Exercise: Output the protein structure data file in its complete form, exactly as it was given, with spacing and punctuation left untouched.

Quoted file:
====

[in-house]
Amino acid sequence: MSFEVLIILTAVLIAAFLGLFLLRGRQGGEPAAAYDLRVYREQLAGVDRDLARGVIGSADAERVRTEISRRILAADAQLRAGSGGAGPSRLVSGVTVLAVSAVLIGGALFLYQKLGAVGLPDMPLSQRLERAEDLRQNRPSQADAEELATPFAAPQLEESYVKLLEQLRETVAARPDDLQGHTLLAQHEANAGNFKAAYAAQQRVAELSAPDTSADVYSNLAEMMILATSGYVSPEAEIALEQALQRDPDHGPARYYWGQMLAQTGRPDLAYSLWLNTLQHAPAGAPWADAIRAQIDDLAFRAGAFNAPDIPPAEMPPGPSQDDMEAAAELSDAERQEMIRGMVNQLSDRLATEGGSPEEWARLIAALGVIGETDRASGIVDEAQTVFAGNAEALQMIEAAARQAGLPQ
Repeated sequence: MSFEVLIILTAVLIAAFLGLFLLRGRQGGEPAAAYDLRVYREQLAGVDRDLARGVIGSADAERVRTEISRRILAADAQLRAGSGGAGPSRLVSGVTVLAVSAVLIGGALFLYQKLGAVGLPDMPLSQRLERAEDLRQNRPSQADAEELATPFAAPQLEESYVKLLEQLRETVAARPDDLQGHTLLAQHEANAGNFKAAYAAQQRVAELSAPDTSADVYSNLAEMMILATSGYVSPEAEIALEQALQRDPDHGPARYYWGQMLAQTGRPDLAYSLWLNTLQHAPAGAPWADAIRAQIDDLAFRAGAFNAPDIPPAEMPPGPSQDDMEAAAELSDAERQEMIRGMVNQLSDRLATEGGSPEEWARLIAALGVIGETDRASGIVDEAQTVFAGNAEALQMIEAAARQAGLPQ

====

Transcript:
[in-house]
Amino acid sequence: MSFEVLIILTAVLIAAFLGLFLLRGRQGGEPAAAYDLRVYREQLAGVDRDLARGVIGSADAERVRTEISRRILAADAQLRAGSGGAGPSRLVSGVTVLAVSAVLIGGALFLYQKLGAVGLPDMPLSQRLERAEDLRQNRPSQADAEELATPFAAPQLEESYVKLLEQLRETVAARPDDLQGHTLLAQHEANAGNFKAAYAAQQRVAELSAPDTSADVYSNLAEMMILATSGYVSPEAEIALEQALQRDPDHGPARYYWGQMLAQTGRPDLAYSLWLNTLQHAPAGAPWADAIRAQIDDLAFRAGAFNAPDIPPAEMPPGPSQDDMEAAAELSDAERQEMIRGMVNQLSDRLATEGGSPEEWARLIAALGVIGETDRASGIVDEAQTVFAGNAEALQMIEAAARQAGLPQ
Repeated sequence: MSFEVLIILTAVLIAAFLGLFLLRGRQGGEPAAAYDLRVYREQLAGVDRDLARGVIGSADAERVRTEISRRILAADAQLRAGSGGAGPSRLVSGVTVLAVSAVLIGGALFLYQKLGAVGLPDMPLSQRLERAEDLRQNRPSQADAEELATPFAAPQLEESYVKLLEQLRETVAARPDDLQGHTLLAQHEANAGNFKAAYAAQQRVAELSAPDTSADVYSNLAEMMILATSGYVSPEAEIALEQALQRDPDHGPARYYWGQMLAQTGRPDLAYSLWLNTLQHAPAGAPWADAIRAQIDDLAFRAGAFNAPDIPPAEMPPGPSQDDMEAAAELSDAERQEMIRGMVNQLSDRLATEGGSPEEWARLIAALGVIGETDRASGIVDEAQTVFAGNAEALQMIEAAARQAGLPQ